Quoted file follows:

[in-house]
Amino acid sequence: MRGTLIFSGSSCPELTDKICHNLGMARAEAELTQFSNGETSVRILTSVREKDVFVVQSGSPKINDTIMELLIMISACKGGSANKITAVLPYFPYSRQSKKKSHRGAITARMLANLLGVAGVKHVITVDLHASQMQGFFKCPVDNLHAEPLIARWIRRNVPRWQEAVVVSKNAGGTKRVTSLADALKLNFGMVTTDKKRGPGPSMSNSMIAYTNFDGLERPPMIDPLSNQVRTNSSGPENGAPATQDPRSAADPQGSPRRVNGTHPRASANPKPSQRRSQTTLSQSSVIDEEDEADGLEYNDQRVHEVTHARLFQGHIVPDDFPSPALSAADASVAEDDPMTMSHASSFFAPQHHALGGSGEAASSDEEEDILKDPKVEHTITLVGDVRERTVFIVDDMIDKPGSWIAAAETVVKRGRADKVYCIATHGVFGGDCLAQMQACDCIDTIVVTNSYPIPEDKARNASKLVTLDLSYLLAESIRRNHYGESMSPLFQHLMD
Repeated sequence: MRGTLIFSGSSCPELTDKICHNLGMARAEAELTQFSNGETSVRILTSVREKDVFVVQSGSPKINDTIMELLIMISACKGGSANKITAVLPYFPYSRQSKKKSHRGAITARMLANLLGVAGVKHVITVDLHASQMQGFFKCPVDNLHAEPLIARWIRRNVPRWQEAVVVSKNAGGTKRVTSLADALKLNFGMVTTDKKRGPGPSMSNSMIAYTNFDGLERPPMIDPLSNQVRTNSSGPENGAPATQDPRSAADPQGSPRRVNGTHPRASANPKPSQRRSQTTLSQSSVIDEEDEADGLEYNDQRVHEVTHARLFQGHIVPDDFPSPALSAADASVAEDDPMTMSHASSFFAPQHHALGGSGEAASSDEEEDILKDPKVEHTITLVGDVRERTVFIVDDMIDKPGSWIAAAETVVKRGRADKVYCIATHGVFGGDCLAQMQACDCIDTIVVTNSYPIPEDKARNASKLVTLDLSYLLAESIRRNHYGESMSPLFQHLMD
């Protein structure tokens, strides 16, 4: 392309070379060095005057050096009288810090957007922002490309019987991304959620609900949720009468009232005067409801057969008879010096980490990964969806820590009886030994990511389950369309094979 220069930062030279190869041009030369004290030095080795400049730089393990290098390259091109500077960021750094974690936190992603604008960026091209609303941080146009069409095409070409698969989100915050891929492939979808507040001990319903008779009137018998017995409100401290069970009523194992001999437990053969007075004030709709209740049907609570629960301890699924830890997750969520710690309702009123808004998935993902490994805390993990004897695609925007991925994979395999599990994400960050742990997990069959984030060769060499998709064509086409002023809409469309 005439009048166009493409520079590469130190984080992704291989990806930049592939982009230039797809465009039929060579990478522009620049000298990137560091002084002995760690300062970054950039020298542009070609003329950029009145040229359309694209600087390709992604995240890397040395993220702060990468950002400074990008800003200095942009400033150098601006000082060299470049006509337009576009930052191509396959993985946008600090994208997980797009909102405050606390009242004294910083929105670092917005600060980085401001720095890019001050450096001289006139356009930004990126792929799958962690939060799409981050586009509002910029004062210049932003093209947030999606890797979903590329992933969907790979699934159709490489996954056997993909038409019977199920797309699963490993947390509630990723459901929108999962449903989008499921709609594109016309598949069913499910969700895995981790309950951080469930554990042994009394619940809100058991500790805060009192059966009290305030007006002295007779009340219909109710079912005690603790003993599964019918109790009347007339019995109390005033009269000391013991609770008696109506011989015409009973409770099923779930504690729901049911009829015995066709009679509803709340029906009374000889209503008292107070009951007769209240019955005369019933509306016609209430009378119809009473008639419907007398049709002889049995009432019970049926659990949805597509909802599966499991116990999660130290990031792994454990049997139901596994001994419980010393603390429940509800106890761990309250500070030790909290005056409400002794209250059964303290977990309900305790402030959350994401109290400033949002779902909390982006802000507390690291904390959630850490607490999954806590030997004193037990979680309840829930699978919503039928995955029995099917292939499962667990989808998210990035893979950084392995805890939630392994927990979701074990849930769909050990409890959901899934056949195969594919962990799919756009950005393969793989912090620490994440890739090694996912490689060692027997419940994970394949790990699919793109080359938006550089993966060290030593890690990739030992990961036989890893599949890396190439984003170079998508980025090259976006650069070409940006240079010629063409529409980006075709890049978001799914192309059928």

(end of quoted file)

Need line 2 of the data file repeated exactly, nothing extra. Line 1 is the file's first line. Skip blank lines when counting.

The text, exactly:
Amino acid sequence: MRGTLIFSGSSCPELTDKICHNLGMARAEAELTQFSNGETSVRILTSVREKDVFVVQSGSPKINDTIMELLIMISACKGGSANKITAVLPYFPYSRQSKKKSHRGAITARMLANLLGVAGVKHVITVDLHASQMQGFFKCPVDNLHAEPLIARWIRRNVPRWQEAVVVSKNAGGTKRVTSLADALKLNFGMVTTDKKRGPGPSMSNSMIAYTNFDGLERPPMIDPLSNQVRTNSSGPENGAPATQDPRSAADPQGSPRRVNGTHPRASANPKPSQRRSQTTLSQSSVIDEEDEADGLEYNDQRVHEVTHARLFQGHIVPDDFPSPALSAADASVAEDDPMTMSHASSFFAPQHHALGGSGEAASSDEEEDILKDPKVEHTITLVGDVRERTVFIVDDMIDKPGSWIAAAETVVKRGRADKVYCIATHGVFGGDCLAQMQACDCIDTIVVTNSYPIPEDKARNASKLVTLDLSYLLAESIRRNHYGESMSPLFQHLMD